Sunday, February 5, 2012
Backyard chickens are increasingly popular nationwide due to the growing interest in local, non-industrial food supplies and concern about rising food prices. New perspectives and cultural norms brought by recent immigrants also contribute. Chickens eat pests like slugs and ticks, and chicken manure can be composted into nitrogen-rich fertilizer for the lawn and garden. Many North Carolina cities allow chickens in urban areas.
Durham City Council adopted a Text Amendment to the Unified Development Ordinance that allows citizens throughout the City to keep a limited number of female chickens (no roosters) for personal use with a permit and subject to certain standards. Residents are required to obtain a Limited Agriculture permit from the City-County Planning Department.
The permit requirement allows on-site enforcement and ensures that chicken owners are aware of the applicable standards. At the request of Council, the requirement includes notice to neighbors and administrative review if any neighbor objects. The proposed permit fee of $25 plus a 4 percent technology surcharge is the same as the fee for a home occupation permit. A building permit from City-County Inspections could also be required for a chicken coop as an accessory structure.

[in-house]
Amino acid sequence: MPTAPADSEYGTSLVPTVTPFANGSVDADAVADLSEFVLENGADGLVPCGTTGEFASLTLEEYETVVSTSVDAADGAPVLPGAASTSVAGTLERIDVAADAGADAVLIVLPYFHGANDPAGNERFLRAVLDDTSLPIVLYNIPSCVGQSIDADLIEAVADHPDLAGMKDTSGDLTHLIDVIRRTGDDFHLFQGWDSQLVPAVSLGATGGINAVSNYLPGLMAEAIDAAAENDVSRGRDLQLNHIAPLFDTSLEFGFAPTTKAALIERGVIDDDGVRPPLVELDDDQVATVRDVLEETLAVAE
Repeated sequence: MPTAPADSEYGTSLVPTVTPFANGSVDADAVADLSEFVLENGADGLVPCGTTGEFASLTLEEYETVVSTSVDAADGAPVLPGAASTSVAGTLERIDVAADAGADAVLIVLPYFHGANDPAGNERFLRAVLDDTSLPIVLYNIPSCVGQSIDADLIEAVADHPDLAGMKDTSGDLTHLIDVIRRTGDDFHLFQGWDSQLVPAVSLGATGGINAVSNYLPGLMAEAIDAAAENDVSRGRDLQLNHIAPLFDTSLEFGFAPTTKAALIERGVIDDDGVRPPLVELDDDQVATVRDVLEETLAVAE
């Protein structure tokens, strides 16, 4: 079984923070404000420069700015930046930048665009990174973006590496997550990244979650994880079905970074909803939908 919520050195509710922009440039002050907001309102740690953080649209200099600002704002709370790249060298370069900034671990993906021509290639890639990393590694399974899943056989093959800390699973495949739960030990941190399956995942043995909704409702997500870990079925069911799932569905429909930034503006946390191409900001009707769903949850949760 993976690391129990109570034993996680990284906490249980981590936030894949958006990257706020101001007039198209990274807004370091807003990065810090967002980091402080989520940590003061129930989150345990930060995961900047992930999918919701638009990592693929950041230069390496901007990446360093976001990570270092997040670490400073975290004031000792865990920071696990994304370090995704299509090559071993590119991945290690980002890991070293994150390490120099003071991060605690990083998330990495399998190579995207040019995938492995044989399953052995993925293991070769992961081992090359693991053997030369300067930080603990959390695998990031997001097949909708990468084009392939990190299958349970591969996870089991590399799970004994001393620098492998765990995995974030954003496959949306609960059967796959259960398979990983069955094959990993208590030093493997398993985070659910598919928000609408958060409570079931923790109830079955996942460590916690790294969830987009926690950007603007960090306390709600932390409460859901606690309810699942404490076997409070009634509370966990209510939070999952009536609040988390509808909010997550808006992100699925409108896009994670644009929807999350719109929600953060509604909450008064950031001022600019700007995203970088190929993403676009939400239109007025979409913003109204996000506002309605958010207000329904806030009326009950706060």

The proposed standards are drawn other jurisdictions, recommendations of County Animal Control, and general poultry and compost industry standards and recommendations. Their intent is to ensure that chickens are kept safe and healthy, that their living areas are clean and well-maintained, and that they do not create a nuisance or detriment to public health.